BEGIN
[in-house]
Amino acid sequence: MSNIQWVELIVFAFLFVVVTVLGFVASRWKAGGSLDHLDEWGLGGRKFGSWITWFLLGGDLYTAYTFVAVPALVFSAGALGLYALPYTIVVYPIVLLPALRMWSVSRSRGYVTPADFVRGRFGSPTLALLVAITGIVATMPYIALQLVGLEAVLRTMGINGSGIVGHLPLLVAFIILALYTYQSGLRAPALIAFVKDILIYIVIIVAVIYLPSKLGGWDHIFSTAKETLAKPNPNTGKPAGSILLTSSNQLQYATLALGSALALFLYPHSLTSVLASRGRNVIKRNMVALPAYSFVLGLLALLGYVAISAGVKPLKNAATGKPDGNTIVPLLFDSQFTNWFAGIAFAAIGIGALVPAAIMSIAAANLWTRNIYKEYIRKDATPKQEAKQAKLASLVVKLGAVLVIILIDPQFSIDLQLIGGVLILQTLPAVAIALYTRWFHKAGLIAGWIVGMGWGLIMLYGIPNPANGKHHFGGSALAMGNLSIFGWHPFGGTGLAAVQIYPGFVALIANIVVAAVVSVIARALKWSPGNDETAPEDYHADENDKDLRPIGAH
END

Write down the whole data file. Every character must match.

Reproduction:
[in-house]
Amino acid sequence: MSNIQWVELIVFAFLFVVVTVLGFVASRWKAGGSLDHLDEWGLGGRKFGSWITWFLLGGDLYTAYTFVAVPALVFSAGALGLYALPYTIVVYPIVLLPALRMWSVSRSRGYVTPADFVRGRFGSPTLALLVAITGIVATMPYIALQLVGLEAVLRTMGINGSGIVGHLPLLVAFIILALYTYQSGLRAPALIAFVKDILIYIVIIVAVIYLPSKLGGWDHIFSTAKETLAKPNPNTGKPAGSILLTSSNQLQYATLALGSALALFLYPHSLTSVLASRGRNVIKRNMVALPAYSFVLGLLALLGYVAISAGVKPLKNAATGKPDGNTIVPLLFDSQFTNWFAGIAFAAIGIGALVPAAIMSIAAANLWTRNIYKEYIRKDATPKQEAKQAKLASLVVKLGAVLVIILIDPQFSIDLQLIGGVLILQTLPAVAIALYTRWFHKAGLIAGWIVGMGWGLIMLYGIPNPANGKHHFGGSALAMGNLSIFGWHPFGGTGLAAVQIYPGFVALIANIVVAAVVSVIARALKWSPGNDETAPEDYHADENDKDLRPIGAH